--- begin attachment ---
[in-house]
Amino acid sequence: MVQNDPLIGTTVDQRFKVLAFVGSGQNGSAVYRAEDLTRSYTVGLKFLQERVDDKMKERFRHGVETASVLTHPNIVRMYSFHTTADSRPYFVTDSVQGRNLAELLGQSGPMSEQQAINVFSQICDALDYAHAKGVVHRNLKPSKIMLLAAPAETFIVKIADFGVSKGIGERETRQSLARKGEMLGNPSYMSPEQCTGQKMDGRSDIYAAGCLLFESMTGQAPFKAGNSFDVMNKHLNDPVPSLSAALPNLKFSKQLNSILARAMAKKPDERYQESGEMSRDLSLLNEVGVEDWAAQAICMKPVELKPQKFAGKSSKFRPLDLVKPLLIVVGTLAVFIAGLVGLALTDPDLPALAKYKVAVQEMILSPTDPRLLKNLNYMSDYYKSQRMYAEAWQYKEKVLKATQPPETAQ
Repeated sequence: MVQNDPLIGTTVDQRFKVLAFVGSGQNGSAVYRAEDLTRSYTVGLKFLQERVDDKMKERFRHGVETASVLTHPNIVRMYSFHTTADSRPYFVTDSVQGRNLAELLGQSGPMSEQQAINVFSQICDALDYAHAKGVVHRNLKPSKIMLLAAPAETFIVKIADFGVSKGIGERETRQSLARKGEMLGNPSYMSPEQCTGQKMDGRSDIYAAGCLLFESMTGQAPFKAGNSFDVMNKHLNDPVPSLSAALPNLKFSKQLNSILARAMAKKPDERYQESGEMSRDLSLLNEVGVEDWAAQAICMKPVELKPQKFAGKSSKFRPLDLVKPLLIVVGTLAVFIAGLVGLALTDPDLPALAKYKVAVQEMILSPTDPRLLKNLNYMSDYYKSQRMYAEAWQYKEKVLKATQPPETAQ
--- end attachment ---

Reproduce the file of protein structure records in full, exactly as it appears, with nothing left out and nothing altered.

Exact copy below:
[in-house]
Amino acid sequence: MVQNDPLIGTTVDQRFKVLAFVGSGQNGSAVYRAEDLTRSYTVGLKFLQERVDDKMKERFRHGVETASVLTHPNIVRMYSFHTTADSRPYFVTDSVQGRNLAELLGQSGPMSEQQAINVFSQICDALDYAHAKGVVHRNLKPSKIMLLAAPAETFIVKIADFGVSKGIGERETRQSLARKGEMLGNPSYMSPEQCTGQKMDGRSDIYAAGCLLFESMTGQAPFKAGNSFDVMNKHLNDPVPSLSAALPNLKFSKQLNSILARAMAKKPDERYQESGEMSRDLSLLNEVGVEDWAAQAICMKPVELKPQKFAGKSSKFRPLDLVKPLLIVVGTLAVFIAGLVGLALTDPDLPALAKYKVAVQEMILSPTDPRLLKNLNYMSDYYKSQRMYAEAWQYKEKVLKATQPPETAQ
Repeated sequence: MVQNDPLIGTTVDQRFKVLAFVGSGQNGSAVYRAEDLTRSYTVGLKFLQERVDDKMKERFRHGVETASVLTHPNIVRMYSFHTTADSRPYFVTDSVQGRNLAELLGQSGPMSEQQAINVFSQICDALDYAHAKGVVHRNLKPSKIMLLAAPAETFIVKIADFGVSKGIGERETRQSLARKGEMLGNPSYMSPEQCTGQKMDGRSDIYAAGCLLFESMTGQAPFKAGNSFDVMNKHLNDPVPSLSAALPNLKFSKQLNSILARAMAKKPDERYQESGEMSRDLSLLNEVGVEDWAAQAICMKPVELKPQKFAGKSSKFRPLDLVKPLLIVVGTLAVFIAGLVGLALTDPDLPALAKYKVAVQEMILSPTDPRLLKNLNYMSDYYKSQRMYAEAWQYKEKVLKATQPPETAQ